A downstate Illinois judge Friday granted a temporary restraining order in a case challenging the legality of the state’s controversial assault weapons ban, effectively halting the law.
A Circuit Court judge in downstate Effingham County announced the ruling two days after an emergency hearing surrounding the legislation where hundreds of plaintiffs sought a temporary restraining order on the bill signed into law weeks earlier. Under the order, the state of Illinois is prevented from enforcement against any of the parties named in the lawsuit “unless and until further order of the court.”
In a statement Friday evening, Illinois Gov. JB Pritzker expressed disappointment, but acknowledged the decision was not surprising.
“Although disappointing, it is the initial result we’ve seen in many cases brought by plaintiffs whose goal is to advance ideology over public safety,” he said. “We are well aware that this is only the first step in defending this important legislation. I remain confident that the courts will uphold the constitutionality of Illinois’ law, which aligns with the eight other states with similar laws and was written in collaboration with lawmakers , advocates, and legal experts.”
The judge’s ruling signals the start of what is likely bound to be a long legal battle.
Along with the Effingham County lawsuit that alleges several violations of constitutional rights, a second lawsuit was filed in Crawford County in the southeastern part of the state. That lawsuit says the bill not only violates the Second Amendment right of citizens to bear arms — but it also goes a step further, alleging the state violated Fifth Amendment rights against self-incrimination, and 14th Amendment rights of equal protection.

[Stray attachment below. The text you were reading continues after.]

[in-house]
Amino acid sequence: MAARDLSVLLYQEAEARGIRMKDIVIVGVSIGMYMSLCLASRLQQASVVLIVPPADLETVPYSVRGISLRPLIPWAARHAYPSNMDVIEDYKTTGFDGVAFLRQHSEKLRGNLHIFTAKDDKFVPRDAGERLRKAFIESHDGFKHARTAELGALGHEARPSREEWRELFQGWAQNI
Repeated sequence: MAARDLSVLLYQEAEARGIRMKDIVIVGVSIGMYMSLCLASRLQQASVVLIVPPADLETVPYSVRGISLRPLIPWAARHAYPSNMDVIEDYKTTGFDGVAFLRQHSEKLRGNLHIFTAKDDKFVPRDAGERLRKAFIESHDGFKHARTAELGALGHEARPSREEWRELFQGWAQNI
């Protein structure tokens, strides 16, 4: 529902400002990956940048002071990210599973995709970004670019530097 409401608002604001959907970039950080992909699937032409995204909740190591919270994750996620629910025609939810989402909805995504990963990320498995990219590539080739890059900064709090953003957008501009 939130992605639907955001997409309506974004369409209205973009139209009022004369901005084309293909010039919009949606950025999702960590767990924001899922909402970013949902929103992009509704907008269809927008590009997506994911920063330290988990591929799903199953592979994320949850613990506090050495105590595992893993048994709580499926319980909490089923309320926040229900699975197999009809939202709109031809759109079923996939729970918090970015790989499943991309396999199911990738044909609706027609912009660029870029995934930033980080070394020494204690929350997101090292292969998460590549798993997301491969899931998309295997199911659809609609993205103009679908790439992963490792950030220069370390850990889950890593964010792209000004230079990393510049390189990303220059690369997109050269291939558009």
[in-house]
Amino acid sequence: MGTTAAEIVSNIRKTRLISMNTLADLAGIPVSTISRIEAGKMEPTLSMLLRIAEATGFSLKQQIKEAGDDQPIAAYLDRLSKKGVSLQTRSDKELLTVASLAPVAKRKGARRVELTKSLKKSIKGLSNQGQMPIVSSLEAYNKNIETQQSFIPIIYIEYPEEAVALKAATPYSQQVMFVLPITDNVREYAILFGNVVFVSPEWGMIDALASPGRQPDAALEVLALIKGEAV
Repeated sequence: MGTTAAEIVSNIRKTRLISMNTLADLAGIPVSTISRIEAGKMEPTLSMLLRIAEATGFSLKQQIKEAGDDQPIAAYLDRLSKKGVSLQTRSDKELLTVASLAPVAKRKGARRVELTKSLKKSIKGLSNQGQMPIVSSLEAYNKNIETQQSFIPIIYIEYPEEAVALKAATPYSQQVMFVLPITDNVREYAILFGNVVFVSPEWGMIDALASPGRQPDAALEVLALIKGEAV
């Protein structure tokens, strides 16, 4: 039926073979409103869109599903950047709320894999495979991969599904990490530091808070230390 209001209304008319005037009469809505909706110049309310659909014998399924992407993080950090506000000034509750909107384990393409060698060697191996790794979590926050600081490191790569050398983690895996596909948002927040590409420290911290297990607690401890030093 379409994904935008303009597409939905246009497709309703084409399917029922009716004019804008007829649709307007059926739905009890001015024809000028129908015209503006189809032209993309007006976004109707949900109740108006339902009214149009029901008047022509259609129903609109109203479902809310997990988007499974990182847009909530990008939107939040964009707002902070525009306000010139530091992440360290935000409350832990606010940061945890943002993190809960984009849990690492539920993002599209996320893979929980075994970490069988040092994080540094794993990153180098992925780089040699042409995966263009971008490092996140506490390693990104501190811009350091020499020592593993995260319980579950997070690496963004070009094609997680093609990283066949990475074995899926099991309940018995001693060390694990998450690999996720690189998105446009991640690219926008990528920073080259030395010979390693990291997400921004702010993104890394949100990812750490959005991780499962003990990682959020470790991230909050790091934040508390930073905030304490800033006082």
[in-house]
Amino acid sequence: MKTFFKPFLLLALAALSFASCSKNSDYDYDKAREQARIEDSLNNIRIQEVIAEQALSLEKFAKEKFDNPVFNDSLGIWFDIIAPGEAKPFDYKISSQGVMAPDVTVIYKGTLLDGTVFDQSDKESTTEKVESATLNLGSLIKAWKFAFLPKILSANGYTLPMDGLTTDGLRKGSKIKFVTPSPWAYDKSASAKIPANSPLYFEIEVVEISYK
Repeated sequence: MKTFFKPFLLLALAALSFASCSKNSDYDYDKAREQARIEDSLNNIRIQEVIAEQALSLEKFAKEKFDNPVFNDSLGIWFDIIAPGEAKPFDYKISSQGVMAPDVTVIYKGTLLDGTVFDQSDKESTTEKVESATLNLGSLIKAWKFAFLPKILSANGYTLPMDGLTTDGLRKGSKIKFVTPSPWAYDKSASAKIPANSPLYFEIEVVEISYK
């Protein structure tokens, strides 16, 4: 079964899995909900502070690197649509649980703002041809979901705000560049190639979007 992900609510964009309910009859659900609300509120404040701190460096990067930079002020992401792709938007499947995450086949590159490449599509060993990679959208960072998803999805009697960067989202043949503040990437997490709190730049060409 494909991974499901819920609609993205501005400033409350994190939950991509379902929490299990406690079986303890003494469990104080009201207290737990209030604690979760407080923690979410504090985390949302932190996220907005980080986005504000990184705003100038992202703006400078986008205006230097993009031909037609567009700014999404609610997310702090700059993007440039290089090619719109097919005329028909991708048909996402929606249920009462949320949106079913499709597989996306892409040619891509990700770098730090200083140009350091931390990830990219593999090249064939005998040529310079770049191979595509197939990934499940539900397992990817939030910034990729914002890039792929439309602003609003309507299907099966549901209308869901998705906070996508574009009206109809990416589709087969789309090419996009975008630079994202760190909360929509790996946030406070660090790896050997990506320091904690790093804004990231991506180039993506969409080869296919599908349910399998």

The Illinois State Rifle Association has also promised to file its own suit.
“The ISRA leads the charge in opposing Illinois’ new gun legislation, which we believe to be unconstitutional,” a statement from Richard Pearson, Executive Director of the ISRA said Tuesday. “We will be filing a federal lawsuit imminently.”
The legislation bans the delivery, sale and purchase of any assault weapons in the state, and affects dozens of specific brands or types of rifles and handguns, .50-caliber guns, attachments and rapid-firing devices.
Additionally, no rifle will be allowed to accommodate more than 10 rounds, with a 15-round limit for handguns, the bill says.
Those who already own such guns will have to register them, including serial numbers, with the Illinois State Police. The new law enables merchants to sell or return current stock and Illinois-based manufacturers can sell their wares outside Illinois or to law enforcement.
A report from the Associated Press says eight states and the District of Columbia currently have bans on semiautomatic weapons, according to Tanya Schardt, working in favor of the legislation for the Brady Campaign. They differ in their definitions of semiautomatic weapons, but generally they ban 10-round clips for long guns and handguns. The bans have survived constitutional challenges in scores of courts, she said.
Five states — California, Connecticut, Hawaii, New Jersey and New York — require registration of guns purchased previous to the law, Schardt said. The other three states with bans are Delaware, Maryland and Massachusetts.
Registration often angers current owners but most tolerate the collection of information, Schardt said.
The legislation also provides protection. If police stop a car driven by a semiautomatic gun owner, for example, they can instantly check to ensure it’s legally owned. And it allows law enforcement to trace a gun that, for example, is stolen and used in a crime.
Sheriffs in dozens of counties, including McHenry, DuPage, Kankakee, Boone and Winnebago have said their departments will not enforce provisions of the bill that require existing weapons to be registered with the State Police.
Their arguments center around their stance that the bill, which makes it illegal for Illinois residents to purchase, transfer or manufacture assault weapons and extended magazines, violates the Second Amendment.
Pritzker, who in an interview with MSNBC called the statements by sheriffs “grandstanding,” says he is confident that the new bill will withstand legal scrutiny, and says that sheriffs are required by their oath of office to enforce the law.
“It’s our state police and law enforcement across the state that will, in fact, enforce this law, and these outlier sheriffs will comply or, frankly, they’ll have to answer to the voters,” Pritzker said.